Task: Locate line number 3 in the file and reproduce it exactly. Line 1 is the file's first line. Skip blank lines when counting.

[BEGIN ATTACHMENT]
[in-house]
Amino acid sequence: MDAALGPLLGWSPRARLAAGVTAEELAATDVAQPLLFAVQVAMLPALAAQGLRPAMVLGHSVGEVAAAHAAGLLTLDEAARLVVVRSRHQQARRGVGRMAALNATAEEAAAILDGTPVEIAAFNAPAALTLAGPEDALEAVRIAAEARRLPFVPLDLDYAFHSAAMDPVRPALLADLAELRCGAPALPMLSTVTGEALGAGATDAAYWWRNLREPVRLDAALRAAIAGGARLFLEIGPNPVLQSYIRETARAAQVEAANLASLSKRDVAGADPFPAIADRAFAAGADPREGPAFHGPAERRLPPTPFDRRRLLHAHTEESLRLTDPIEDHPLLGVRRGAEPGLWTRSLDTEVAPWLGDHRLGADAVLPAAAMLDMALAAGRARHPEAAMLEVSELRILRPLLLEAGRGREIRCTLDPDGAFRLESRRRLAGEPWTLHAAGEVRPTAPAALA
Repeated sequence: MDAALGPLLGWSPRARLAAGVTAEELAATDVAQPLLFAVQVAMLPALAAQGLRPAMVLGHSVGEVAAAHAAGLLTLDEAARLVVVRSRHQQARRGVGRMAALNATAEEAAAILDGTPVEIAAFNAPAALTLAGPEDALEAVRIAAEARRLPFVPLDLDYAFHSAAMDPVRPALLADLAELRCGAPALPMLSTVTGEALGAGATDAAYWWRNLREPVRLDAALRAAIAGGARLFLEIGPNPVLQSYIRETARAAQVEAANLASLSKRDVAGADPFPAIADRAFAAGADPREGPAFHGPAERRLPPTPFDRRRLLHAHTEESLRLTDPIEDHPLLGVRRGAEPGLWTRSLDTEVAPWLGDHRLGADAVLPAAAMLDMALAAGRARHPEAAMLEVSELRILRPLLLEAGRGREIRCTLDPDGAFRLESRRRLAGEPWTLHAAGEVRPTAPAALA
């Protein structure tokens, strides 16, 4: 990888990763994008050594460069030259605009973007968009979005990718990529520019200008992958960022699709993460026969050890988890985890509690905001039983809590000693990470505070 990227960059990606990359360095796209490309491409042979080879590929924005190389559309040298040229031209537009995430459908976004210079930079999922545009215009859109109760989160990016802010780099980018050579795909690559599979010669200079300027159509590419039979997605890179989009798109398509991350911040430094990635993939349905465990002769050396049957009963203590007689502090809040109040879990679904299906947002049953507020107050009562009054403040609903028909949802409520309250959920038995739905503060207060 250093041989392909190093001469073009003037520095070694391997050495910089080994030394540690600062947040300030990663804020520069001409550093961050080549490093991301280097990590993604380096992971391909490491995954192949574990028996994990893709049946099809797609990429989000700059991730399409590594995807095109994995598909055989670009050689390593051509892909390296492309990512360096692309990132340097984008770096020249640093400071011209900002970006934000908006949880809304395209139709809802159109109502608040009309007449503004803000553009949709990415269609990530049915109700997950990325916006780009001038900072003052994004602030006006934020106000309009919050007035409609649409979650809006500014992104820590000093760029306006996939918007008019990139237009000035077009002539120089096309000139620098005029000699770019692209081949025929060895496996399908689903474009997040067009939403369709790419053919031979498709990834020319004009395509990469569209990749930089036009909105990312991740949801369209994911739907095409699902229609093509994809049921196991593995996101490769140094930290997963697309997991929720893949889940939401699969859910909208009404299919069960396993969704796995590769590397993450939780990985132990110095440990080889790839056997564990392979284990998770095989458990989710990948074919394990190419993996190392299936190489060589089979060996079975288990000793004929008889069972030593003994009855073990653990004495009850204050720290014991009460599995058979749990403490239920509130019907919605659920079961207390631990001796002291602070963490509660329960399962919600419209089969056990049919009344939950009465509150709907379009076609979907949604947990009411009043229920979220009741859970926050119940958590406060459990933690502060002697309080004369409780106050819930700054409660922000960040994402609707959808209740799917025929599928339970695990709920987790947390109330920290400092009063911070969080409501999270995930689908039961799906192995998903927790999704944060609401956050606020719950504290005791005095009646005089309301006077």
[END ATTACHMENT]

Repeated sequence: MDAALGPLLGWSPRARLAAGVTAEELAATDVAQPLLFAVQVAMLPALAAQGLRPAMVLGHSVGEVAAAHAAGLLTLDEAARLVVVRSRHQQARRGVGRMAALNATAEEAAAILDGTPVEIAAFNAPAALTLAGPEDALEAVRIAAEARRLPFVPLDLDYAFHSAAMDPVRPALLADLAELRCGAPALPMLSTVTGEALGAGATDAAYWWRNLREPVRLDAALRAAIAGGARLFLEIGPNPVLQSYIRETARAAQVEAANLASLSKRDVAGADPFPAIADRAFAAGADPREGPAFHGPAERRLPPTPFDRRRLLHAHTEESLRLTDPIEDHPLLGVRRGAEPGLWTRSLDTEVAPWLGDHRLGADAVLPAAAMLDMALAAGRARHPEAAMLEVSELRILRPLLLEAGRGREIRCTLDPDGAFRLESRRRLAGEPWTLHAAGEVRPTAPAALA